Once you get past the aggressively nostalgic opening scenes, it becomes clear that Diggers is more interested in character than plot.
The story's trigger is the passing of a crusty old fisherman -- he died with his fishing boots on -- but it's really an excuse to look at the passing of a way of life. A motley crew of clamdiggers and their families are firmly established to be living on the south shore of Long Island in the fall of 1976. Evil corporation South Shell is making life hard for the diggers.
Diggers is likable enough, with solid performances from its ensemble cast (Paul Rudd, Maura Tierney, Ron Eldard, Sarah Paulson, Lauren Ambrose, Ken Marino), and features at least one aspect of American family life that's too seldom examined.
The crusty old fisherman left behind two children: Hunt (Paul Rudd) and Gina (Maura Tierney). Hunt has followed in his father's footsteps with a certain degree of resentment, even while using him as an excuse. After all, Hunt is in his 30's, a full-grown man, yet lacking the self-confidence to explore his love of photography -- he's constantly snapping landscapes devoid of people -- or to maintain a romantic relationship. When he strikes up a friendship with a woman, it's with Zooey (Lauren Ambrose), a summertime fling that's bound to be short-lived.
His sister Gina married badly -- her ex is none too affectionately known as "Shithead" -- and has been living in her childhood home while working as a waitress at a local diner. She's more self-aware than Hunt; she accepts the consequences of her actions and nurtures a vague idea of how to make the most of her circumstances. She hesitates only briefly before plunging into an affair with playboy Jack (Ron Eldard); she's a bit tired of only doing "the right thing."
Their friends include Frankie (Ken Marino) and his wife Julie (Sarah Paulson), who manage a large, noisy brood of children. Frankie is desperately unhappy, longing for freedom from family responsibilities, a desire that is exacerbated because of his inability to earn enough money to make ends meet as a clamdigger.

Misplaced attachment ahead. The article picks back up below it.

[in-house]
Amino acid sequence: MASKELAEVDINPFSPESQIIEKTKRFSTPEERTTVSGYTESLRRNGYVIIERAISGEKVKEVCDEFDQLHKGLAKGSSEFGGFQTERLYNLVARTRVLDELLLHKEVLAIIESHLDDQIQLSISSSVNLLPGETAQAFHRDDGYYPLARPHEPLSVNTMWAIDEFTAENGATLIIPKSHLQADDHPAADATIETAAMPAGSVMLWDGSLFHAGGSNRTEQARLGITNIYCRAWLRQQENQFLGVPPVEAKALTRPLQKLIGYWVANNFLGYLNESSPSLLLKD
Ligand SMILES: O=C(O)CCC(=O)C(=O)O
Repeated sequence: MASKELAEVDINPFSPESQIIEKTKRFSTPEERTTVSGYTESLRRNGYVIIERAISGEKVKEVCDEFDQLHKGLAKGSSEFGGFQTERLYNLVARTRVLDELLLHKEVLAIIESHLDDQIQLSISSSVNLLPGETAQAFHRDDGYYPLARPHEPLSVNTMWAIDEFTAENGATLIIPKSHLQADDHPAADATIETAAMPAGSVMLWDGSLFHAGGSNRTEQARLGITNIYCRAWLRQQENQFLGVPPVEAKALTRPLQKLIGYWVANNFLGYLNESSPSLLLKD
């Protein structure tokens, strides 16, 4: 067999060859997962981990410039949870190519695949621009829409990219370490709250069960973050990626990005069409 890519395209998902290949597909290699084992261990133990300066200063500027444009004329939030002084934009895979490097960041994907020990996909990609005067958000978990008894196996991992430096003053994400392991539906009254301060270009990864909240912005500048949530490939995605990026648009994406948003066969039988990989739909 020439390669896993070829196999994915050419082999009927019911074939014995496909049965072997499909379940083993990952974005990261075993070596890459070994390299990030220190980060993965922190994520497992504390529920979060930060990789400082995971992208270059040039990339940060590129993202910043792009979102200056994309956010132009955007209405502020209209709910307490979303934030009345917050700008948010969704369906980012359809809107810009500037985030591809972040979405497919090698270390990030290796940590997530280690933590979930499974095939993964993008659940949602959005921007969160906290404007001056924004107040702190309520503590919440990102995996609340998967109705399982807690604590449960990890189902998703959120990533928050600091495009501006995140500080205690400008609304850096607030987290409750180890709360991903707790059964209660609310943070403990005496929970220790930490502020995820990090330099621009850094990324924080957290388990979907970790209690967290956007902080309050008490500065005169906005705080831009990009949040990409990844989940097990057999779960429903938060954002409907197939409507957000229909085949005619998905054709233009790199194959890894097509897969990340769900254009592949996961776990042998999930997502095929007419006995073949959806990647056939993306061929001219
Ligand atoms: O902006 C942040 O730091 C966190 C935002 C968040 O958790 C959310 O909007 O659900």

Marino also wrote the script, which leans heavily on the dramatics with a little salty humor to leaven the heavy stuff. Katherine Dieckmann directed a group of talented actors who can handle both comedy and drama. Too often, though, the filmmakers reach for an easy joke or emotional pay-off rather than trying to pry beneath the surface. This is especially true of the news footage constantly running in the background: coverage of the the U.S. Presidential campaign, contested by Gerald Ford and Jimmy Carter, plays as though it has some bearing on the story, which never comes near to making any connection to the politics or, really, the mood of the nation beyond the south shore of Long Island.
What's refreshing is Hunt's reaction to his father's passing. He doesn't rail against the old man at first, though he makes it apparent that things were not as he wished between them. But neither does his grief simply melt away -- he continues to be affected by his father's death well beyond the funeral, and is surprised to realize that he misses him far more than he had anticipated. The long-term, usually subtle effects of grief are seldom given much thought in American cinema. Emotional outbursts and angry shouts to heaven have been the favored method of dealing with the loss of a loved one, yet the slow trickle that never seems to stop is much closer to reality for most people. Bravo to the film for that.
The film will screen at AFI Dallas tonight, Friday March 30. Magnolia Pictures will release Diggers in the U.S. on April 27.